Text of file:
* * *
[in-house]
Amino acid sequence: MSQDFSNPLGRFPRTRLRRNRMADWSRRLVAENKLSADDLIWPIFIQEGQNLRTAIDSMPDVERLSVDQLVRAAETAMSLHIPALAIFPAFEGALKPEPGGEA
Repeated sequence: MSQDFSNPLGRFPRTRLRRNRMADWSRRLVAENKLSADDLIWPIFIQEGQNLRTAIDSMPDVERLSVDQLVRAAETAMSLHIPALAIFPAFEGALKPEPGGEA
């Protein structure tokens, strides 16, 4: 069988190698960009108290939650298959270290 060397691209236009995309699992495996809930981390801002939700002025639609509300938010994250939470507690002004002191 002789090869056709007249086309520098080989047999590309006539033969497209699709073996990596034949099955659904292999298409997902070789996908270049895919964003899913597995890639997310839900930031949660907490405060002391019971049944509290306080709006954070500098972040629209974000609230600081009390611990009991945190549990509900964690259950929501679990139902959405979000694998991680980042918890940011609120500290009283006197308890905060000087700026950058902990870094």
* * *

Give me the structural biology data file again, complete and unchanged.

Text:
[in-house]
Amino acid sequence: MSQDFSNPLGRFPRTRLRRNRMADWSRRLVAENKLSADDLIWPIFIQEGQNLRTAIDSMPDVERLSVDQLVRAAETAMSLHIPALAIFPAFEGALKPEPGGEA
Repeated sequence: MSQDFSNPLGRFPRTRLRRNRMADWSRRLVAENKLSADDLIWPIFIQEGQNLRTAIDSMPDVERLSVDQLVRAAETAMSLHIPALAIFPAFEGALKPEPGGEA
């Protein structure tokens, strides 16, 4: 069988190698960009108290939650298959270290 060397691209236009995309699992495996809930981390801002939700002025639609509300938010994250939470507690002004002191 002789090869056709007249086309520098080989047999590309006539033969497209699709073996990596034949099955659904292999298409997902070789996908270049895919964003899913597995890639997310839900930031949660907490405060002391019971049944509290306080709006954070500098972040629209974000609230600081009390611990009991945190549990509900964690259950929501679990139902959405979000694998991680980042918890940011609120500290009283006197308890905060000087700026950058902990870094």